Chronic ankle instability (CAI) is a pathological condition characterized by repeated lateral ankle sprains. Many ankle sprains are not a singular occurrence and can lead to perpetual disability, with some patients reporting repeated episodes of the ankle “giving way” during activity. CAI is multifactorial in nature, with contributors such as ligamentous laxity, strength deficit, and proprioceptive impairment (1). Each of these contributors negatively affects the muscles of the ankle complex.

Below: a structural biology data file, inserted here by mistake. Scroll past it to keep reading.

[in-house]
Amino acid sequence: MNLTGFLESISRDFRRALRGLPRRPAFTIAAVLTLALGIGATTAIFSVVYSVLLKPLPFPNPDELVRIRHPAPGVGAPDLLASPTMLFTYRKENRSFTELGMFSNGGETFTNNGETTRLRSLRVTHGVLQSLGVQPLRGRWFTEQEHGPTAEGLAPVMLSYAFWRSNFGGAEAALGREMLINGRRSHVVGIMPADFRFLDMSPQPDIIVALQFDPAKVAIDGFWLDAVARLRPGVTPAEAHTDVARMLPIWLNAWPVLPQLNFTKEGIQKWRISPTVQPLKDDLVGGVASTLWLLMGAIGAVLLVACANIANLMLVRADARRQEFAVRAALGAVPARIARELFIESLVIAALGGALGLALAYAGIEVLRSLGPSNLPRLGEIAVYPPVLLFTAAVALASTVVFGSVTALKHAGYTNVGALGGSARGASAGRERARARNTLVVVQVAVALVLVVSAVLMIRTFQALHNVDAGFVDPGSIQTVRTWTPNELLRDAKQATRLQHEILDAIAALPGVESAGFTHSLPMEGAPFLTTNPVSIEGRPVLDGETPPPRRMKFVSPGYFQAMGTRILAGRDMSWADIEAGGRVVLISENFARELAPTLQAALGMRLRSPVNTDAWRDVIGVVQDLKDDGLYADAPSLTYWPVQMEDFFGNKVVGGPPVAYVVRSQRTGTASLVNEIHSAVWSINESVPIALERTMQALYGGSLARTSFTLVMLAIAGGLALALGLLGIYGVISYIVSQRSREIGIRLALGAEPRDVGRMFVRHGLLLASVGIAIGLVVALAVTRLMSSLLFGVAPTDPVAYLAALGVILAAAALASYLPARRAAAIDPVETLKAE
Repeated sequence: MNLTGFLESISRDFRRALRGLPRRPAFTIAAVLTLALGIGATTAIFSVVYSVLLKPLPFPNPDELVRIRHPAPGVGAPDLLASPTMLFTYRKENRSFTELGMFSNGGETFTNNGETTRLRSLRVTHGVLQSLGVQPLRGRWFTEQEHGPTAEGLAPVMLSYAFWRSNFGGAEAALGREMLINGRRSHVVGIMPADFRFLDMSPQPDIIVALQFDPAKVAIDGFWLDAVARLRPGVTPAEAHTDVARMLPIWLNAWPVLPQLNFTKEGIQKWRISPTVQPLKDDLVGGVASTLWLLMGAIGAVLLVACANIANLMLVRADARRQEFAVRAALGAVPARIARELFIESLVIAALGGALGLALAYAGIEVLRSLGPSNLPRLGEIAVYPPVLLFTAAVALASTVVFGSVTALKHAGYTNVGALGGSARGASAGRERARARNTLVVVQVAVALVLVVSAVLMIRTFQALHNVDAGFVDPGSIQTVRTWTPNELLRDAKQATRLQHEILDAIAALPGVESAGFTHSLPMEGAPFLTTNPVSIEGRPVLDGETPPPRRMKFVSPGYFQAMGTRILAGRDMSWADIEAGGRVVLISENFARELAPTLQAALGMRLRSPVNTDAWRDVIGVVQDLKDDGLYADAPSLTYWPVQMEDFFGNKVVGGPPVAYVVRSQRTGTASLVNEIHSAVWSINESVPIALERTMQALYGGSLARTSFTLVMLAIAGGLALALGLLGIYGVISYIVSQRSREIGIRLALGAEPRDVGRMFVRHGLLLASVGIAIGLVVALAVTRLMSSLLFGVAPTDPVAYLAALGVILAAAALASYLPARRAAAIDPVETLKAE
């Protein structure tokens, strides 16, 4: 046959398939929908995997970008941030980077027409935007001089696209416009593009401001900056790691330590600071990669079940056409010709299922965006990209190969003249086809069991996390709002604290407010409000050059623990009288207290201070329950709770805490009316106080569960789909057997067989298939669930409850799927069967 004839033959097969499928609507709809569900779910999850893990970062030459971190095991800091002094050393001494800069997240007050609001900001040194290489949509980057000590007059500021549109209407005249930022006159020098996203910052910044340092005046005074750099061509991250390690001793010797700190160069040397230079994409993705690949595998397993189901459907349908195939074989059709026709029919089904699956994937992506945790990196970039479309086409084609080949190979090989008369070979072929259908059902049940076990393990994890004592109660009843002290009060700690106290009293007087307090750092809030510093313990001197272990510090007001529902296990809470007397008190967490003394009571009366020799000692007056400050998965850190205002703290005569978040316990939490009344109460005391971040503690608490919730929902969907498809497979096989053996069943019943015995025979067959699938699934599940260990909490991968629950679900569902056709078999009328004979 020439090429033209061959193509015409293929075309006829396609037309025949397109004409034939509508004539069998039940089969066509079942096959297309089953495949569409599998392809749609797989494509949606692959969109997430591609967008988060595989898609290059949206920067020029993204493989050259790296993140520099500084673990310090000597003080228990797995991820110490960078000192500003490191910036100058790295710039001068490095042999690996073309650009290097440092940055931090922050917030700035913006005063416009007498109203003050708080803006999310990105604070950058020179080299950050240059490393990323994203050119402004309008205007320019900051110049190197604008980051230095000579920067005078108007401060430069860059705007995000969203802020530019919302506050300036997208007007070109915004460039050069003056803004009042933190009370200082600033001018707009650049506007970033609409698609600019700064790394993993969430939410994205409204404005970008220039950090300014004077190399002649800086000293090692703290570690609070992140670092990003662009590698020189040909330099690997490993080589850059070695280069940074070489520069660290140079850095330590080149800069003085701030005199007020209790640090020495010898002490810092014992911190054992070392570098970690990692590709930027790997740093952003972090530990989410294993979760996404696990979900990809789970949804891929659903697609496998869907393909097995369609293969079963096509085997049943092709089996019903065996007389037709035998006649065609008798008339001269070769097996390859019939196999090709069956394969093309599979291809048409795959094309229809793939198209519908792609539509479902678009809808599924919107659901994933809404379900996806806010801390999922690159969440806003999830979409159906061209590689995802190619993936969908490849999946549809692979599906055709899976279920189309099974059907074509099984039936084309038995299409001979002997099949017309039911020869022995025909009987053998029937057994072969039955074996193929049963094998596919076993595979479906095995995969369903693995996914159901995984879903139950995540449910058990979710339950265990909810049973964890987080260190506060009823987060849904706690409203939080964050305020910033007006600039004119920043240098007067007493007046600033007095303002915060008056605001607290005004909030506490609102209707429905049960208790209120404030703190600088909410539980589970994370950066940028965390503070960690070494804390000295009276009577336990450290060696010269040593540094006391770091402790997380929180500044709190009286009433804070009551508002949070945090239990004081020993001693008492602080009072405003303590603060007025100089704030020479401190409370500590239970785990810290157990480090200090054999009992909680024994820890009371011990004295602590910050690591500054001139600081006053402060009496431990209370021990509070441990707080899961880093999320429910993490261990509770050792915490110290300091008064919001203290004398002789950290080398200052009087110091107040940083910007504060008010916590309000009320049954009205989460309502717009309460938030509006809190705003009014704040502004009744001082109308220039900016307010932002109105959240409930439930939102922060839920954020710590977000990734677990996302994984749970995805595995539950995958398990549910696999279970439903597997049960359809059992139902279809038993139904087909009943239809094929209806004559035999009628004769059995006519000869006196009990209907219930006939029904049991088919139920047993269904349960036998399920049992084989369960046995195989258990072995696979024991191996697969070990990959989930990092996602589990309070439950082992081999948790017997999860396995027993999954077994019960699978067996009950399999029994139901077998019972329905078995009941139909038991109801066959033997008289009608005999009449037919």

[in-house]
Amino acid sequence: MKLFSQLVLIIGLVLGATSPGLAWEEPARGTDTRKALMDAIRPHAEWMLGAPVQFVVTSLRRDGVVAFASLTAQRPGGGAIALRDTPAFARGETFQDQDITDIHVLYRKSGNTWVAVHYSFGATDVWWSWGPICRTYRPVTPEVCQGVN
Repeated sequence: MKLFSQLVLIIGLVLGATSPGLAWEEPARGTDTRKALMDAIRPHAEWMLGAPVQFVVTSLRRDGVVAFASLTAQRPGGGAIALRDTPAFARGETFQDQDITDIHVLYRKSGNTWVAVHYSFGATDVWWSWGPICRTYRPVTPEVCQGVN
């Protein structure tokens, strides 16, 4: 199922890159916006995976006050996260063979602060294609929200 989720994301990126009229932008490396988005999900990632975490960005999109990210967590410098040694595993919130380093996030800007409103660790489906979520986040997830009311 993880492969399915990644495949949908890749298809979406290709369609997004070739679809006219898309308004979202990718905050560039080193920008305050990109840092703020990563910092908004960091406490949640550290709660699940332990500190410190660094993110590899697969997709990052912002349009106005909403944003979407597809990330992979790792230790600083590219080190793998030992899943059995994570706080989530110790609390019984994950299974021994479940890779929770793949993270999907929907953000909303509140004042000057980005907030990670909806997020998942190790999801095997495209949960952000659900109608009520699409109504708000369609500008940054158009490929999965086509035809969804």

Rate of torque development (RTD) is a metric demonstrating explosive muscle capability, and is related to measurement of maximal voluntary isometric contraction (MVIC). RTD is a more accurate reflection of functional strength than MVIC because peak torque generally occurs 300ms or more after the onset of torque generation (2) while the time available for torque production in a functional daily movement context is generally between 50-250ms (3). RTD is generally measured within the first 200ms of the trial and therefore better captures the muscle’s ability to generate strength for daily activities.